San Antonio — The Progressive Retailers Organization was at the Westin La Cantera Hill Coun
LAS VEGAS -Speaker manufacturers are reaping the benefits of a DVD-inspired renaissance in home theater audio, the popularity of less intrusive designs, and an expanding economy that's stepping up demand for step-up models.
Speaker sales, several suppliers contend, have been growing at double-digit rates in units and dollars for at least two years.
"Speaker manufacturers are all starting to get the message," said Len Safhay, marketing director for Adcom, which distributes KEF in the United States. "People are no longer willing to put up with unattractive big boxes. People want smaller footprints, interesting shapes and on-wall alternatives to in-walls that are aesthetically pleasing. Many people are in the market for speakers for cosmetic reasons. People are into the aesthetics of their homes-the rugs, furnishings, renovations-and speakers are a part of that."
For that reason, Polk marketing manager Paul DiComo said, home theater sub/sat systems are doing "terrific," and even sales of big speakers are "very good ... DVD turned it around. The last thing like this was the introduction of CD. Formats drive our business."
At the same time, said Boston Acoustics marketing VP Martin Harding, consumers have been increasingly willing to step up. "People seem to be getting the good stuff. Our more expensive products, such as the VRm speakers, are raking a larger share of our business without impacting sales of existing products."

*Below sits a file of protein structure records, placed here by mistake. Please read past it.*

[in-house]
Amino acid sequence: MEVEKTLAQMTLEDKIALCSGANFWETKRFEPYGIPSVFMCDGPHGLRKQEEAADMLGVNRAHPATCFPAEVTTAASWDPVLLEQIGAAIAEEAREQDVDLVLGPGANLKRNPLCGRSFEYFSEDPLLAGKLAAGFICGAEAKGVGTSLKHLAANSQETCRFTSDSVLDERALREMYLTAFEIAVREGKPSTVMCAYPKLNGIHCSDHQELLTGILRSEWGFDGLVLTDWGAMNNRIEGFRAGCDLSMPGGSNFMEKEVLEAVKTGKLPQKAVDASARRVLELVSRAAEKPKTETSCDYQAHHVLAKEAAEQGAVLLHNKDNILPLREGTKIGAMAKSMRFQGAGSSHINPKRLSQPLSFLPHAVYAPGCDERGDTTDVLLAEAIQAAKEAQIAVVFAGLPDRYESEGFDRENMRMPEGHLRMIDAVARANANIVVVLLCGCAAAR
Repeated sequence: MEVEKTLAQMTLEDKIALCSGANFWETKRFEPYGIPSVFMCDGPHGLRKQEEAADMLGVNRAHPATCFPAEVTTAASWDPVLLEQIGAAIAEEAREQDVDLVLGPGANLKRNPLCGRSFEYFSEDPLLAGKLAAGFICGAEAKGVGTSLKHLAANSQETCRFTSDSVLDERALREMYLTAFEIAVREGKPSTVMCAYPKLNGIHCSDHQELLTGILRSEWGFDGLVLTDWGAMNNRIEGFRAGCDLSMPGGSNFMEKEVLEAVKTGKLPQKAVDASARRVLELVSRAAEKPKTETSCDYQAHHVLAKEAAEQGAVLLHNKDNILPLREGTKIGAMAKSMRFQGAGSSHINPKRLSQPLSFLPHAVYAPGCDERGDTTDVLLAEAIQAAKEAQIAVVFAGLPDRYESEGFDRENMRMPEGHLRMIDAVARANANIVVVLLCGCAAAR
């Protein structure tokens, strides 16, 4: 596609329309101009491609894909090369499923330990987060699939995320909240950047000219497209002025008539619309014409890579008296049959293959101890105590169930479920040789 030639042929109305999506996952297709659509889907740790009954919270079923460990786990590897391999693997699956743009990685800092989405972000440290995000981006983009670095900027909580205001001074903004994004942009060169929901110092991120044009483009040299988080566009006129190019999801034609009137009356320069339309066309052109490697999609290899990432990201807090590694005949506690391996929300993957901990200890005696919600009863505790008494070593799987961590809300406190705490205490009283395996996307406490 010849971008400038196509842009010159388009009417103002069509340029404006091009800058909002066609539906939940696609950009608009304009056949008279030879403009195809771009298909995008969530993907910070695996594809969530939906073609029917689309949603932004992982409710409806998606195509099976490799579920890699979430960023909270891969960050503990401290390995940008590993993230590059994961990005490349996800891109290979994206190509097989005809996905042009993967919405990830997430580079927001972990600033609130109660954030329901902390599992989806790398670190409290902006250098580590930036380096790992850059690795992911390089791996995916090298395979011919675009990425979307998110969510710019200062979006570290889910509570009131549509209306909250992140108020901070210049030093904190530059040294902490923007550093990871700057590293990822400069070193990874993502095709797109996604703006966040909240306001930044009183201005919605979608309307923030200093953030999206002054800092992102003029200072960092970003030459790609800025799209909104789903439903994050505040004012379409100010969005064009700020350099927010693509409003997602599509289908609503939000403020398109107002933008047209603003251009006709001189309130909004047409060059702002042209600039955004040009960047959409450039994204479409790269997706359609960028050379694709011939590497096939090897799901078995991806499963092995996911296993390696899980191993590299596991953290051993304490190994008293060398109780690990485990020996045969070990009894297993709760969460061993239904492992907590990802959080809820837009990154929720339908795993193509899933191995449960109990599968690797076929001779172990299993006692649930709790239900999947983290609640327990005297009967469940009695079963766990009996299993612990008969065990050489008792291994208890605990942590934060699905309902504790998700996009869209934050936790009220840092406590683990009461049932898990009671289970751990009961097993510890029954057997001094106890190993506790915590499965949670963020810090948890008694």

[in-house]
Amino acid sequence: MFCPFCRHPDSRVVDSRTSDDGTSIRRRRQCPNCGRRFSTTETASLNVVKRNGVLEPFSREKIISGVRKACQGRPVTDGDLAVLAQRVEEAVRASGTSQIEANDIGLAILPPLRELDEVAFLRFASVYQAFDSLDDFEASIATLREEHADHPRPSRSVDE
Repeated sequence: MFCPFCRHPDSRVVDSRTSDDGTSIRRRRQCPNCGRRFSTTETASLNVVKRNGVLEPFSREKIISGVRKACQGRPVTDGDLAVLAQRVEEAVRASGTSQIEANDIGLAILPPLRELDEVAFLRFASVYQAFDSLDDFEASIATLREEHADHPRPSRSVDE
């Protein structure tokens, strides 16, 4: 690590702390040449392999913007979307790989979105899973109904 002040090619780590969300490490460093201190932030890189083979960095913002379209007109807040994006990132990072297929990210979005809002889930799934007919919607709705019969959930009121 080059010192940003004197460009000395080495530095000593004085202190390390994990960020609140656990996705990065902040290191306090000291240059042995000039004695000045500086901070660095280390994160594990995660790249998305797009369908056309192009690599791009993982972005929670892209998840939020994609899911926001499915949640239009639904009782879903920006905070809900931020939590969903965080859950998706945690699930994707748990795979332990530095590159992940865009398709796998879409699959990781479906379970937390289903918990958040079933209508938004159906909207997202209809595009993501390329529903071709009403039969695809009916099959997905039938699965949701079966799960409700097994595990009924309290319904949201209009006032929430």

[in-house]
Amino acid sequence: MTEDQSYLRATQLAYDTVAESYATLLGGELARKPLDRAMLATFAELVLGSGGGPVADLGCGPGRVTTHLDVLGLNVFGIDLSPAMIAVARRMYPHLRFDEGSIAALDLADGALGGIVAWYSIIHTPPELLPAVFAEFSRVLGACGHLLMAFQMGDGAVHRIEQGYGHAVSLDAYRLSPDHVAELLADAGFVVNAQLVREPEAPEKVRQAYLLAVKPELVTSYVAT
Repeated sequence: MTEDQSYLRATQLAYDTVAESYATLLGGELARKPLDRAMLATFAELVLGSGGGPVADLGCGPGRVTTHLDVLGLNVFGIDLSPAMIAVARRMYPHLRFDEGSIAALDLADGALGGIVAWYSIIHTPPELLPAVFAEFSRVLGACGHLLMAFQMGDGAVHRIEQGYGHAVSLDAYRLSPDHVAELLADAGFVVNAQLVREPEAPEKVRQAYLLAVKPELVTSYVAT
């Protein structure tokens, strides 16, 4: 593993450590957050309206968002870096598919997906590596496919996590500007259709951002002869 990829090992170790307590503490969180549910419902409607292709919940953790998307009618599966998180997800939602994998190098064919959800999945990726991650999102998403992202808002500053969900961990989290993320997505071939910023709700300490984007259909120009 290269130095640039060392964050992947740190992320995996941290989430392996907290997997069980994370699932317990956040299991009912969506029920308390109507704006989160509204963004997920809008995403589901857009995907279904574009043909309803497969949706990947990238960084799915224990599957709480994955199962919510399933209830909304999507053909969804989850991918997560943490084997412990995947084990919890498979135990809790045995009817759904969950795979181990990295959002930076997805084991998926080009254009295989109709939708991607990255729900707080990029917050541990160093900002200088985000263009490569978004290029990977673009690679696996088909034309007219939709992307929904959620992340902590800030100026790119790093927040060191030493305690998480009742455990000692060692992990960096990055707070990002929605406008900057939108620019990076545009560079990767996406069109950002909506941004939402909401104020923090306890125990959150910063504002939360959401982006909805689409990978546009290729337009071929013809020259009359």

The VRm series includes two bookshelf models at $799 per pair and $999 per pair.
The step-up trend has also appeared in custom channels. Citing installer demand for step-up bookshelf speakers, Definitive Technology introduced what are probably the industry's first bookshelf models with built-in powered subwoofer.
Another factor driving up sales is the growing willingness by consumers to replace all of their speakers in one fell swoop rather than add a center channel or surrounds to their existing stereo speaker pair, said Boston's Harding.
"People are buying speaker systems," he said. "The a la carte business in our distribution [specialty chains and independents] is becoming less important. People aren't adding speakers to their stereo speakers. They're getting all new speakers."
With these trends in mind, companies such as KEF plan to unveil at CES prepackaged home theater speaker systems with small satellites, slimmed-down towers, and step-up towers with built-in powered subwoofers. New architectural speakers will also be unveiled.